Laser-scanning confocal microscopes
The facility contains two laser-scanning confocal microscopes (a Leica TCS SP2 UV system and a Zeiss LSM510 META) that will provide high-resolution images of both fixed and live tissue. Each system is equipped with Argon and HeNe lasers giving lines at 458, 476, 488, 514, 543 and 633 nm, which allow excitation of visible-light fluorophores (typically cyan, green, yellow, orange and red). Additionally, the Leica system has a UV laser that can be used for short-wavelength excitation (e.g., for blue dyes) or for photolysing caged compounds. The Leica system is attached to an inverted microscope and the Zeiss system can be used on either an inverted or an upright microscope. All microscopes come equipped with phase and DIC objectives from 10x to 63x magnification. Both the inverted Zeiss microscope and the Leica can be set up to allow microinjection with one of the two Eppendorf systems that are available in the facility. There is also an environmental chamber that can be attached to the Zeiss inverted microscope for temperature and CO2 control. FRET and FRAP analyses are available on both of these confocal systems.
TriM Scope II multi-photon microscope
The newest addition to the imaging laboratory is a microscope that uses a Ti:Sapphire, pulsed, fs laser for either deep-tissue imaging or Fluorescence Lifetime IMaging (FLIM). This unique microscope (LaVision BioTec) incorporates both an upright (Zeiss Axio Examiner) and an inverted stand (Zeiss Axio Observer) that share the same scan-head. This configuration allows easy switching of the beam-path from one stand to the other in order to accommodate virtually any sample. The upright stand is equipped with an intra-vital stage to allow imaging of larger samples. The inverted stand has Dodt-contrast optics to facilitate simultaneous fluorescence and transmitted, nIR-light imaging. Both stands come with the highest quality Zeiss objectives: high numerical aperture (NA) water-dipping objectives on the upright (20x/1.0NA; 40x/1.0NA; 63x/0.95NA), and high NA water-immersion objectives on the inverted (40x/1.1NA; 63x/1.2NA). The imaging laser is a Coherent, Vision II that has in-built pre-chirp compensation for optimal deep-tissue excitation. The system also has another Ti:Sapphire laser (SpectraPhysics MaiTai XF-1) for 2-photon uncaging/photoactivation. The microscope has 8 sensitive, non-descanned detectors (NDDs) including two GaAsp detectors and a TCSPC-FLIM detector. The NDDs can be mounted on either stand (4 on the inverted and 3 on the upright). The FLIM detector (FLIMx16, 78 MHz, TCSPC) is a novel device that makes use of a 16-channel PMT array to reduce photon loss and speed-up imaging; increasing lifetime image acquisition as much as 10-fold compared with single-channel TCSPC detectors.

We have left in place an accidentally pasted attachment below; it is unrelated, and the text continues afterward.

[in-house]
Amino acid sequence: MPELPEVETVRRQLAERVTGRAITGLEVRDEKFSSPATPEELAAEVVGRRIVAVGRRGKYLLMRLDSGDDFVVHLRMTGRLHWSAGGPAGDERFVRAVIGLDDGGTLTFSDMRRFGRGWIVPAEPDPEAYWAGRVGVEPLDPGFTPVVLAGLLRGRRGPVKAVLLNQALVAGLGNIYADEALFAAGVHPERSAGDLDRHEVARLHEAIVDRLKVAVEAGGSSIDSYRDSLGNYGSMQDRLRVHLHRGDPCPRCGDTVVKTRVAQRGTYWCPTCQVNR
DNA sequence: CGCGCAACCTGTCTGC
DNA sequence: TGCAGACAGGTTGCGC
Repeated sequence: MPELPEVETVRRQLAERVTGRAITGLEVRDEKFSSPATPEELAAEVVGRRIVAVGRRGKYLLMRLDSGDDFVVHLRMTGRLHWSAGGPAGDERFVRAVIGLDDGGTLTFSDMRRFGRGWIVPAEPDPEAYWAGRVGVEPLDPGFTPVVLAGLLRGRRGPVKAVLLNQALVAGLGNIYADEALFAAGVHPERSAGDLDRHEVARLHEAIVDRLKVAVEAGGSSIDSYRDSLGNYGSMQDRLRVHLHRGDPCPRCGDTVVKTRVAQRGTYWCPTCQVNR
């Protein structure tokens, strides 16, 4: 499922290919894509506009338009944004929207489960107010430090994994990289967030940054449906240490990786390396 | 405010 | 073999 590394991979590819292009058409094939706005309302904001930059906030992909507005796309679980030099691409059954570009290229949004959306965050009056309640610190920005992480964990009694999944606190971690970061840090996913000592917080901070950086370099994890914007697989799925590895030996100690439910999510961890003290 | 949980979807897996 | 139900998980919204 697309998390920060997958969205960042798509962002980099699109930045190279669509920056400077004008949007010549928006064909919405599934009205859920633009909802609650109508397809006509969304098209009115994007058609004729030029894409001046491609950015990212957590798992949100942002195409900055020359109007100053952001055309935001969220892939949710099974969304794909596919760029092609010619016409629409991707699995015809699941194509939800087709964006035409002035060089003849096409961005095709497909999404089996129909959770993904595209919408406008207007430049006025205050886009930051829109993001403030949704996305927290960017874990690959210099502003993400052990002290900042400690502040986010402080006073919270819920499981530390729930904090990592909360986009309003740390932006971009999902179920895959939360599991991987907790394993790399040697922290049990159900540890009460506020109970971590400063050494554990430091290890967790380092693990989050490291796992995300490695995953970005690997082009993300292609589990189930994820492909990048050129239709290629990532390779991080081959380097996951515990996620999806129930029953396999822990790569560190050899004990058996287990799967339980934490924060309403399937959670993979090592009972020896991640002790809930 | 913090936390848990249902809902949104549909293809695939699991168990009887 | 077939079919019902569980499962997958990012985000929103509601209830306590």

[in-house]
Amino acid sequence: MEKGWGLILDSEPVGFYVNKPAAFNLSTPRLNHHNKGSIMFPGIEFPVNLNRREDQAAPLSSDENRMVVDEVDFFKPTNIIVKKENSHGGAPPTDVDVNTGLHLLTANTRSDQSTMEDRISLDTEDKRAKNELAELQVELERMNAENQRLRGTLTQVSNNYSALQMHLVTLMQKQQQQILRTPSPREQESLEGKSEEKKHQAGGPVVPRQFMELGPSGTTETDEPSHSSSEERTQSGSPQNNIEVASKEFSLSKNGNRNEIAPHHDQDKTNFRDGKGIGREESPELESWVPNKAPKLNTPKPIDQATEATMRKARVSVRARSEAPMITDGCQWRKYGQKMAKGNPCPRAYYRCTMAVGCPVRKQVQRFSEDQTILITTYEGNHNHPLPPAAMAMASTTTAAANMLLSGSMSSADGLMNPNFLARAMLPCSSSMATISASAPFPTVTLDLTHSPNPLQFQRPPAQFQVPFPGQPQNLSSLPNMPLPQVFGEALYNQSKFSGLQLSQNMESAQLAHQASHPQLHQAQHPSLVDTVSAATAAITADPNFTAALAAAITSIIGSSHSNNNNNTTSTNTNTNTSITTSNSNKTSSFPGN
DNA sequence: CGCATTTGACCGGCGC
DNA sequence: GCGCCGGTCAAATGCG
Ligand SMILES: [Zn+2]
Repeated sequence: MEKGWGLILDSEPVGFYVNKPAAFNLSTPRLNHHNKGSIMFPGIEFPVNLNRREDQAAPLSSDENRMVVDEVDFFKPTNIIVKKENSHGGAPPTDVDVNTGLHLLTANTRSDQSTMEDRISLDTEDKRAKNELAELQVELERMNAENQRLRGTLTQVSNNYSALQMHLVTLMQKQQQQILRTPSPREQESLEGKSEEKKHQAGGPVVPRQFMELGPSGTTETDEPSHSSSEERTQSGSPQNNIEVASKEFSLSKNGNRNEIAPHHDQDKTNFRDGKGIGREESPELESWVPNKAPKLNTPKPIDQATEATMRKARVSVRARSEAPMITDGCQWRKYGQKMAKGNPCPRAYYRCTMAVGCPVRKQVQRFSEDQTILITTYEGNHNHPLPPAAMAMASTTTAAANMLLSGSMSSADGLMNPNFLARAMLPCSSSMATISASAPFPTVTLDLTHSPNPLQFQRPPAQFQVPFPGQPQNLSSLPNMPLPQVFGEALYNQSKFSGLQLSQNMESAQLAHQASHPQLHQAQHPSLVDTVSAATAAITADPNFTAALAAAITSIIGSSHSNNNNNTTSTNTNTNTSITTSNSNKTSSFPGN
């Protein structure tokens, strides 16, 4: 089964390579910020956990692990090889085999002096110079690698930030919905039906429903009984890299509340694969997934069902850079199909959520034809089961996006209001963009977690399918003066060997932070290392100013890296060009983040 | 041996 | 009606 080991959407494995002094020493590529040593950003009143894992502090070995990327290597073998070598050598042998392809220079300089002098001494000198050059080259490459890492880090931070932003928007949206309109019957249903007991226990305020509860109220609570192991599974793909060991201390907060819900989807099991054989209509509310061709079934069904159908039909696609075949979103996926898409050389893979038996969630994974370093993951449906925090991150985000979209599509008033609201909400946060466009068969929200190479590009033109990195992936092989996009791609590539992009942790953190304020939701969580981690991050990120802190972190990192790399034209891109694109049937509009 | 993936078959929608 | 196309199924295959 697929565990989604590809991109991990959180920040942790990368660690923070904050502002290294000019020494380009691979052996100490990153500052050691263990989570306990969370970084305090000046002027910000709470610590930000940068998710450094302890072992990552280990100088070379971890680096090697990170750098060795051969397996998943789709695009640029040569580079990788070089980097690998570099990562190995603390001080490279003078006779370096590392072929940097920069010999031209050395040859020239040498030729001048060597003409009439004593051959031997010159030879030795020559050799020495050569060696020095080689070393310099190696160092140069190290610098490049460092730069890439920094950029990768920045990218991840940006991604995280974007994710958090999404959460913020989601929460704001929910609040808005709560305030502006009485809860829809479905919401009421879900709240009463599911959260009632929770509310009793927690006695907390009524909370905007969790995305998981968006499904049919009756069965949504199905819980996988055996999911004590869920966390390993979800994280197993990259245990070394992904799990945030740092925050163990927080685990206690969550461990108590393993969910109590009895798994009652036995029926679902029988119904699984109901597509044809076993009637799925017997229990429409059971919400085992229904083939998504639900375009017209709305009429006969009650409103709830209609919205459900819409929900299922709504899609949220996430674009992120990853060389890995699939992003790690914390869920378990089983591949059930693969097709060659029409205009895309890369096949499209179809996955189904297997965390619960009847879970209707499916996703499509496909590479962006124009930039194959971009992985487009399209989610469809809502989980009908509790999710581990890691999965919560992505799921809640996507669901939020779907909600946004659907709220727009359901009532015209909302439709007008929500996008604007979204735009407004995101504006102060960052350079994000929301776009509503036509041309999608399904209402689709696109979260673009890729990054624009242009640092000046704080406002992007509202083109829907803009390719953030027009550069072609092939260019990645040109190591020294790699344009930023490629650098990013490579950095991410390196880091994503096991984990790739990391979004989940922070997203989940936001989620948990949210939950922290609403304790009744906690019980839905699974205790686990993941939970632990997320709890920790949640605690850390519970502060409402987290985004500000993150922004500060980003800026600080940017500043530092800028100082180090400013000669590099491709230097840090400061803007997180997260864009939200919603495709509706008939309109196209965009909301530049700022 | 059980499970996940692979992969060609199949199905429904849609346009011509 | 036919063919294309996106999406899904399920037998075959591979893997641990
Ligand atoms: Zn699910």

Wide-field, CCD camera set-ups
There are four microscopes (Zeiss) equipped with CCD cameras for acquisition of fluorescence images in experiments requiring less stringent optical clarity.
Three microscopes (one upright and two inverted) are equipped with monochrome CCD cameras and motorized stages together with the software to obtain multi-channel fluorescence, time-series, and Z-stack data; the latter allowing 3D reconstruction and deconvolution (to remove out-of-focus blur). By use of the motorized stage and autofocus, each microscope also enables “marking and finding” of objects or cells within tissue samples. In addition to fluorescence and phase, each of the three microscopes has DIC optics and objectives up to 63x (100x on the upright). Both inverted microscopes are fitted with an environmental chambers for temperature and CO2 control. This feature means that these microscopes are ideal for extended observations under physiologically-controlled conditions. The fourth microscope is a low power stereomicroscope for imaging large samples. This microscope is equipped with a colour CCD camera.
Note: There are also two POC (Perfusion, Open and Closed cultivation) chambers and two Ludin chambers that can be used on all the inverted microscopes to allow perfusion as well as temperature and CO2 regulation.
The analysis suite on Floor 01 of building 5 contains four Broadberry analysis workstations each with 18” LCDs, dual 2.4 GHz processors, 64 GB RAM, 2x 1 TB (RAID 0) of hard disk space with GeForce GTX-780 graphics cards (3 GB onboard RAM). These computers are equipped with the software to carry out time-series analysis, object tracking through time or space, 3D reconstruction and image deconvolution (AxioVision, Volocity, Andor iQ, ImagePro, Fiji/ImageJ, FLIMfit, and Huygens). With these software packages comes the ability to export files in numerous formats.
The suite also contains one Apple Power Mac. This is a dual processor G4 (1.25 GHz) with 22” cinema LCD, 512 MB of RAM and 120 GB of hard disk space. This computer is equipped with Volocity and ImageJ for analysis of image sets in 4D.
Both the PCs and the Mac are loaded with standard Microsoft Office software and Adobe Photoshop to allow image refinement and incorporation into documents and presentations.
Printing facilities include 2 photoquality colour inkjet printers, 1 colour laser printer and 1 monochrome laser printer.
Backing up both the analysis workstations and the data acquisition computers are two Dell PowerEdge R610 servers (12 TB RAID) connected to uninterruptible power supplies. One of the servers maintains a copy of all data on the various computer workstations with the second providing a ‘mirror’ of this primary back-up server. We also have a 16-tape Dell PowerVault 124T for long term archiving on LTO tape.
The workstations in the Imaging laboratory are connected via a dedicated network to the servers, analysis workstations and printers. The network enables fast file transfer for rapid on-line analysis, as well as automatic archiving to the servers with a total distributed store of 24 TB.